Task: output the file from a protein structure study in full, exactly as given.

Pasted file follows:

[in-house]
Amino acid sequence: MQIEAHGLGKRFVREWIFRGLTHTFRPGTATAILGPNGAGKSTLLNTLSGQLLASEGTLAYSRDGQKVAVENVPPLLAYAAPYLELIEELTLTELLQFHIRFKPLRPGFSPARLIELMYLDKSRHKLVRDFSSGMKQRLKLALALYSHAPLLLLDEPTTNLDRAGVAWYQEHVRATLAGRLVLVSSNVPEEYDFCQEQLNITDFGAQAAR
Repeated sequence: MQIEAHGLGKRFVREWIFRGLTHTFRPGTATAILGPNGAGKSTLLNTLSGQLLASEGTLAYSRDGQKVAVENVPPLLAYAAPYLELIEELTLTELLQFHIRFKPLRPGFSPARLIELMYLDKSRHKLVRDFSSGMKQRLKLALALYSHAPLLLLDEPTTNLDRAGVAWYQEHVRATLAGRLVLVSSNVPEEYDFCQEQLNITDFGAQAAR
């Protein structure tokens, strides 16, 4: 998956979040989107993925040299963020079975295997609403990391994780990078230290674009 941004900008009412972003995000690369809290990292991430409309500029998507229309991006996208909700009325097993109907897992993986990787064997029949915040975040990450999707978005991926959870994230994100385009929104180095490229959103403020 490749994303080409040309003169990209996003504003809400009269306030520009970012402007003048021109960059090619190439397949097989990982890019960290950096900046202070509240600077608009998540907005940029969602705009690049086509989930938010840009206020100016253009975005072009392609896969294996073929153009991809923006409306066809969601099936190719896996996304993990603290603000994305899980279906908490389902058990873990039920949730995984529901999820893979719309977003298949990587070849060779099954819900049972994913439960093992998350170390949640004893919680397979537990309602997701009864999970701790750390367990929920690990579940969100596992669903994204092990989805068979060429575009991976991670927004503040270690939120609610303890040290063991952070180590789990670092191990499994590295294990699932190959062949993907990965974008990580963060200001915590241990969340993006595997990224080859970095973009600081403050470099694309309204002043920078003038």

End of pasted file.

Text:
[in-house]
Amino acid sequence: MQIEAHGLGKRFVREWIFRGLTHTFRPGTATAILGPNGAGKSTLLNTLSGQLLASEGTLAYSRDGQKVAVENVPPLLAYAAPYLELIEELTLTELLQFHIRFKPLRPGFSPARLIELMYLDKSRHKLVRDFSSGMKQRLKLALALYSHAPLLLLDEPTTNLDRAGVAWYQEHVRATLAGRLVLVSSNVPEEYDFCQEQLNITDFGAQAAR
Repeated sequence: MQIEAHGLGKRFVREWIFRGLTHTFRPGTATAILGPNGAGKSTLLNTLSGQLLASEGTLAYSRDGQKVAVENVPPLLAYAAPYLELIEELTLTELLQFHIRFKPLRPGFSPARLIELMYLDKSRHKLVRDFSSGMKQRLKLALALYSHAPLLLLDEPTTNLDRAGVAWYQEHVRATLAGRLVLVSSNVPEEYDFCQEQLNITDFGAQAAR
């Protein structure tokens, strides 16, 4: 998956979040989107993925040299963020079975295997609403990391994780990078230290674009 941004900008009412972003995000690369809290990292991430409309500029998507229309991006996208909700009325097993109907897992993986990787064997029949915040975040990450999707978005991926959870994230994100385009929104180095490229959103403020 490749994303080409040309003169990209996003504003809400009269306030520009970012402007003048021109960059090619190439397949097989990982890019960290950096900046202070509240600077608009998540907005940029969602705009690049086509989930938010840009206020100016253009975005072009392609896969294996073929153009991809923006409306066809969601099936190719896996996304993990603290603000994305899980279906908490389902058990873990039920949730995984529901999820893979719309977003298949990587070849060779099954819900049972994913439960093992998350170390949640004893919680397979537990309602997701009864999970701790750390367990929920690990579940969100596992669903994204092990989805068979060429575009991976991670927004503040270690939120609610303890040290063991952070180590789990670092191990499994590295294990699932190959062949993907990965974008990580963060200001915590241990969340993006595997990224080859970095973009600081403050470099694309309204002043920078003038």